Two steps forward for woman in four enterprises.


                                                                                     (Taboka Dlamini showcasing her work during an exhibition )

Taboka Dlamini, a 54-year-old widow from Sizeze village, ward 8 of Gwanda rural, faced numerous challenges before joining Hand in Hand Zimbabwe (HIHZ) in February 2021. The mother of three children aged 8, 13, and 7 struggled to support her family ‘s needs and relied largely on her late husband’s income.

Before Taboka Dlamini’s involvement with HIHZ, her family survived on a monthly income of USD $300. This amount was derived from her casual jobs and her late husband’s earnings. The loss of her husband in 2022 , not only left an emotional void but also created financial instability for the family.


Upon joining HIHZ under the Jobs Creation Project and becoming a member of Zenzeleni Self Help Group, Taboka Dlamini experienced a significant positive transformation in various aspects of her life. She received comprehensive training, coaching, and mentoring on entrepreneurship, gender equality, environmental issues, leadership skills, self-motivation, and self-respect. Additionally, she engaged in activities related to broiler and Sasso poultry production ,which propelled her to keep 100 broiler chickens and 100 Sasso .


Through the support provided by HIHZ, Taboka Dlamini was able to enhance her entrepreneurial skills and knowledge. The training sessions equipped her with the necessary tools to navigate the business world effectively. Moreover, she gained insights into gender dynamics within entrepreneurship and acquired leadership capabilities that empowered her to make informed decisions for herself and her family.

              (Zenzeleni SHG during a workshop in Gwanda)

Through the trainings received Taboka and her colleagues from Zenzeleni SHGs started engaging on Internal Savings & Lending (ISALs) of USD $7 every month per member with a borrowing interest rate of 20%. Not only did the trainings help Taboka through ISALs but upon receiving trainings she established a range of income generating projects which include making beaded hand bags, grocery retailing, broiler & sasso poultry production.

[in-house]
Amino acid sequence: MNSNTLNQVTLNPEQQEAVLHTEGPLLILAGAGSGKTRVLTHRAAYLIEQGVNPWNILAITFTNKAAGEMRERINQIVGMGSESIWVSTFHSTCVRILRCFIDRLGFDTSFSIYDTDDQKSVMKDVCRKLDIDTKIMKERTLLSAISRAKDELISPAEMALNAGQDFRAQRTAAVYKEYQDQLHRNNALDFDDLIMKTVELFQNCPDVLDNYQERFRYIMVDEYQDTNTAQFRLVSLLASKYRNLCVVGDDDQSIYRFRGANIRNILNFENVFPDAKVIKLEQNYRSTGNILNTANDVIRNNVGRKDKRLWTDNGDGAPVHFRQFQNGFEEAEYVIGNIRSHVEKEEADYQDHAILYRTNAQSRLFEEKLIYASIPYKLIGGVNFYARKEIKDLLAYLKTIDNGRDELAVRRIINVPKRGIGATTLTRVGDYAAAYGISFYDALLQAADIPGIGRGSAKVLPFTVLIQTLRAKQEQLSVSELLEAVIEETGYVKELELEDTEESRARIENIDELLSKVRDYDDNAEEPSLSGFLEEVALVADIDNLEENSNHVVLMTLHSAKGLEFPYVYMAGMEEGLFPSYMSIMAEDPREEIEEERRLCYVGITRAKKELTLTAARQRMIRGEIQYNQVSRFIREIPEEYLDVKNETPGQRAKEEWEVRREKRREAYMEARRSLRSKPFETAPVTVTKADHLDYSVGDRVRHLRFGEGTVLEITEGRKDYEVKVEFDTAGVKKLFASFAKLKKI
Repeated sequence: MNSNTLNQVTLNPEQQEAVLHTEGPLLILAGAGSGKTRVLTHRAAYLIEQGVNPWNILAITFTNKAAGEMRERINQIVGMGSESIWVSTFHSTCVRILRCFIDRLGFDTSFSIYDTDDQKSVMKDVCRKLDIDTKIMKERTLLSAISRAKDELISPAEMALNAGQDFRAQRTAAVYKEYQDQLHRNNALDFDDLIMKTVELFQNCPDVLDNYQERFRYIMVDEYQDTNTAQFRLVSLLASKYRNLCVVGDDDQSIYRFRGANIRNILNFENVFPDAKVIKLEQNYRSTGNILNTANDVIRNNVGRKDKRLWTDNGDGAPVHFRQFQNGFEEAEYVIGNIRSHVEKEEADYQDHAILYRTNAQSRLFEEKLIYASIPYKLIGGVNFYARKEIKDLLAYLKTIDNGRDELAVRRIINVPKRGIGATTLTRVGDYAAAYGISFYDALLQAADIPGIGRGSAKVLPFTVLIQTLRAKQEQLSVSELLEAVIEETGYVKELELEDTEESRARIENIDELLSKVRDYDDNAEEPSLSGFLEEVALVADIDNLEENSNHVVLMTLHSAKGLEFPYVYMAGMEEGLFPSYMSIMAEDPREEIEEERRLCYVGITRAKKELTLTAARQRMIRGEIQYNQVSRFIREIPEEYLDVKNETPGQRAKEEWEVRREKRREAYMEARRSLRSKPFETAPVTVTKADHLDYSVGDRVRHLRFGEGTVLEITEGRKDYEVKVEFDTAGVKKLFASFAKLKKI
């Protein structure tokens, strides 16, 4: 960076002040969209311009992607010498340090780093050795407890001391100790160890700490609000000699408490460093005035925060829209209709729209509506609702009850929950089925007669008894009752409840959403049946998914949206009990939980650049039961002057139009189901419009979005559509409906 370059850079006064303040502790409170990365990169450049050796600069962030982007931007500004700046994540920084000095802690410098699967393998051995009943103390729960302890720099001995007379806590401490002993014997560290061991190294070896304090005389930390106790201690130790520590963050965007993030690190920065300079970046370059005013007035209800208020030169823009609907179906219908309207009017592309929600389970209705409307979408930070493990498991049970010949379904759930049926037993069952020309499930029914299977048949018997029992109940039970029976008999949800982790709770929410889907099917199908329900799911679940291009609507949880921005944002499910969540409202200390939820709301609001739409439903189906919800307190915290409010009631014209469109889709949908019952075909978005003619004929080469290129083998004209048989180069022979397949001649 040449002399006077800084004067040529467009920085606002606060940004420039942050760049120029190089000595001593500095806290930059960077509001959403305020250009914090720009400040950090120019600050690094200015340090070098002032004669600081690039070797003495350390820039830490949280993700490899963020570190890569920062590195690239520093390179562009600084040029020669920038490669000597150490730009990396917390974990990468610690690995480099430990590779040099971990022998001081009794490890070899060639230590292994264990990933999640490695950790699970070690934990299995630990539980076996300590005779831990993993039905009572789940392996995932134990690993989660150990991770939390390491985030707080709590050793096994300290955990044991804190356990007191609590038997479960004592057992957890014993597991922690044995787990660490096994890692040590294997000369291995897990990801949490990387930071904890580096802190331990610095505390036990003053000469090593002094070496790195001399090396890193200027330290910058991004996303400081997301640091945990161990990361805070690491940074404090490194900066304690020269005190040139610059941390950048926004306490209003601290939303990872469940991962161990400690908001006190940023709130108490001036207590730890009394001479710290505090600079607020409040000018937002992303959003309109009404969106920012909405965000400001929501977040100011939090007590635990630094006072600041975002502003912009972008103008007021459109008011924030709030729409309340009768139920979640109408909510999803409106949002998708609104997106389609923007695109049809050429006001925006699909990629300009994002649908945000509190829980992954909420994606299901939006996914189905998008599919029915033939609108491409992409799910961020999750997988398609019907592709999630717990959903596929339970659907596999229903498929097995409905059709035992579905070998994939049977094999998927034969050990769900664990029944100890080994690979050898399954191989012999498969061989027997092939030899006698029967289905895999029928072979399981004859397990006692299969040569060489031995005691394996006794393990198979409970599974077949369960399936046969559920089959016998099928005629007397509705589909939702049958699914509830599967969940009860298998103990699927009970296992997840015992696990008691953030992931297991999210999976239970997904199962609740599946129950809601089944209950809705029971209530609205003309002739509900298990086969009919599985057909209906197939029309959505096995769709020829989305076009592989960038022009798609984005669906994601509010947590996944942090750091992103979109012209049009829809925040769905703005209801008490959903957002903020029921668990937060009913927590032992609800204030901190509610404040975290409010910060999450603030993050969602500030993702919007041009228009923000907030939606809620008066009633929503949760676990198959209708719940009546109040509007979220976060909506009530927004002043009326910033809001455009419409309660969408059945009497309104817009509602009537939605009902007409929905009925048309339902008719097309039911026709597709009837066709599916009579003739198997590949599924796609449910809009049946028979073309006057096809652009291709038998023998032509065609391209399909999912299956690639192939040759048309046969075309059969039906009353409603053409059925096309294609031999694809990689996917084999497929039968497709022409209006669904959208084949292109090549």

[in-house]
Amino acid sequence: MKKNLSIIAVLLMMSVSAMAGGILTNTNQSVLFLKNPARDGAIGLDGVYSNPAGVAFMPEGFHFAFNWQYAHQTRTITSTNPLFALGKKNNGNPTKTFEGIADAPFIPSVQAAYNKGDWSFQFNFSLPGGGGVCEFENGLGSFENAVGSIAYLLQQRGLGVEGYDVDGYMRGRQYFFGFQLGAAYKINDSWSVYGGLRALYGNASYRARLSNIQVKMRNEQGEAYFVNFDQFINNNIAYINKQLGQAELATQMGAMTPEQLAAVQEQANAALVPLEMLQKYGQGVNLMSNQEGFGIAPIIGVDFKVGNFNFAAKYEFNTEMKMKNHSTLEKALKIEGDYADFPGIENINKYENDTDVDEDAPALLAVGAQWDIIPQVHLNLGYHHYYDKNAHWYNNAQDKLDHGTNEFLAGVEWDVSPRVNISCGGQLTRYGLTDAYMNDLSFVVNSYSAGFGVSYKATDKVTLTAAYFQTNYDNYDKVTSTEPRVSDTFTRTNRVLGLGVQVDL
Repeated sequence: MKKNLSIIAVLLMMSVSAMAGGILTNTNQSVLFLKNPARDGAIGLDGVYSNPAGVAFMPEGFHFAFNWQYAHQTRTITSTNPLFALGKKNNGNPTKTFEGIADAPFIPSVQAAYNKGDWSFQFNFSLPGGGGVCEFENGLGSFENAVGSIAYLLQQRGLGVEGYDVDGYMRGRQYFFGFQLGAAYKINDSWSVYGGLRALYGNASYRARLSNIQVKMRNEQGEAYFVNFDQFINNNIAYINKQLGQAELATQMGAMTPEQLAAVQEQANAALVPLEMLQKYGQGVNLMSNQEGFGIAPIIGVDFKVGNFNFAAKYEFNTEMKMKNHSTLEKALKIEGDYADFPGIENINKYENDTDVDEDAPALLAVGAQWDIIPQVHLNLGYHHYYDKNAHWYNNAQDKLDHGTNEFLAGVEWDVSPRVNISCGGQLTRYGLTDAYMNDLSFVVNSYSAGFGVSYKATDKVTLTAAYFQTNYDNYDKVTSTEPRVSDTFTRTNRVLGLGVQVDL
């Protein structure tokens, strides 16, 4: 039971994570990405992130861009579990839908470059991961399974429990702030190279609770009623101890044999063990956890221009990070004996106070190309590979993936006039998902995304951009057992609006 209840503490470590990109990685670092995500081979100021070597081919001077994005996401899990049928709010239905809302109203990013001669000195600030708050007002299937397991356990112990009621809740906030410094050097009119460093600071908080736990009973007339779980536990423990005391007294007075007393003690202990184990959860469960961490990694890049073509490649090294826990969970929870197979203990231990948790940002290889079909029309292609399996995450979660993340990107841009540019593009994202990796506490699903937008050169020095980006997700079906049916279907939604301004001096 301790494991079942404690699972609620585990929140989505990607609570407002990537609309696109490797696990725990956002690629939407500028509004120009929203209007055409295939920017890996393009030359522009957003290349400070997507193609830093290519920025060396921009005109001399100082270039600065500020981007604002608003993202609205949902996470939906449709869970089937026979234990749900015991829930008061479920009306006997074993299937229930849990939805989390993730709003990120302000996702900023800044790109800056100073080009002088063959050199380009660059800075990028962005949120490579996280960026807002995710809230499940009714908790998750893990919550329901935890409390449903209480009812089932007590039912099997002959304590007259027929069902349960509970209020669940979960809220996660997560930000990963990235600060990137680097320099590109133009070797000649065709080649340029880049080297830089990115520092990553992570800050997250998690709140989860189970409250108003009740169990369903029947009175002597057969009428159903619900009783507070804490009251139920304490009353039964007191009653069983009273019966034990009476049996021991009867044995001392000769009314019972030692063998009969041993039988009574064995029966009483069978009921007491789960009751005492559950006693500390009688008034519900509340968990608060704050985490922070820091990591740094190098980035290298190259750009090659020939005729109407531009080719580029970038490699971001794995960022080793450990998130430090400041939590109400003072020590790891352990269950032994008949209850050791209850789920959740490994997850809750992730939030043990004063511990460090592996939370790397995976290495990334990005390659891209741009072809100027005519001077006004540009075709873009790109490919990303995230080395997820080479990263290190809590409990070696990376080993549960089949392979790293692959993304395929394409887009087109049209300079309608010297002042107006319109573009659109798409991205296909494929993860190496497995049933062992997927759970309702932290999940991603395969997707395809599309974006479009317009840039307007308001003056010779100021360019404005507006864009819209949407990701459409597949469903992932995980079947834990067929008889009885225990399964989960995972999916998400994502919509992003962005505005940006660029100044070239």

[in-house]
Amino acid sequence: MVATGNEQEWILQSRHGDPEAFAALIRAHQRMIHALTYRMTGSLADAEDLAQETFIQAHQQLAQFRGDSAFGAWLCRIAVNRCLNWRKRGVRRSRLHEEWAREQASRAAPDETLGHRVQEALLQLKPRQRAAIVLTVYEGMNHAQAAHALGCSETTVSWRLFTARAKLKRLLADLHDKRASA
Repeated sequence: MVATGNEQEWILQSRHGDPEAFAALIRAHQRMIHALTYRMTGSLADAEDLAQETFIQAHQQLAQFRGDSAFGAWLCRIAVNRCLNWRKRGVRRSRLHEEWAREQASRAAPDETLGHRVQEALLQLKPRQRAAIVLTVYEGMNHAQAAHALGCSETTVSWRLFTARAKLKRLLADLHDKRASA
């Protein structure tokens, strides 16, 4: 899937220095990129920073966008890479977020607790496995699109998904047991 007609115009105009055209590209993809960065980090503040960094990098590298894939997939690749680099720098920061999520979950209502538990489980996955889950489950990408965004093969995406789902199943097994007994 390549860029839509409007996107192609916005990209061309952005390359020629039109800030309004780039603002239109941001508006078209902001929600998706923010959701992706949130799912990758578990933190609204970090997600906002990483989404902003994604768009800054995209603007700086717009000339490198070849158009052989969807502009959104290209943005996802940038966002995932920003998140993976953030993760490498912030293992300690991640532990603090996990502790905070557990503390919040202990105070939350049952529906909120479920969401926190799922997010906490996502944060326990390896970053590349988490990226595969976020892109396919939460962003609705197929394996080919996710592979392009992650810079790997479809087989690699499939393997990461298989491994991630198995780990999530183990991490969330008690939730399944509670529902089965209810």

Through her four enterprises her  take-home income is USD $650 per month, which she utilizes to support her family and invest in improving her living conditions. Taboka serves different markets with specific products. For instance, she notes that Sasso and Broiler poultry are in high demand in Gwanda Town butcheries and restaurants. This indicates that she has identified a niche market for these products.

In contrast,her grocery retailing caters to the locals of Sizeze community, showcasing her adaptability to varying customer needs.She also supplies beaded handbags to customers in South Africa through cross-border couriers. These bags are popular not only in South Africa but also in Gwanda Mines and Gwanda Town.

Taboka leverages electronic platforms like WhatsApp and Facebook for advertising when  selling her products. This demonstrates her embrace of technology to reach a wider audience and drive sales.As the head of her family, Taboka uses the returns from her businesses to provide for her children’s needs. This showcases her commitment to using her income responsibly.


She has invested in solar power for her homestead, indicating a focus on sustainability and cost-saving measures. Additionally, she is working on completing a 4-roomed house, showing long-term financial planning and investment in property.

Mrs. Dlamini mentions that ad hoc market arrangements pose a challenge as she relies on spot markets, limiting her ability to negotiate better prices for her products but however highlights that a stable market will ensure sustainable business growth.

Taboka’s diversified business ventures, strategic marketing approach, responsible financial management, and long-term investment goals reflect a well-rounded entrepreneurial mindset aimed at supporting her family and achieving personal development.

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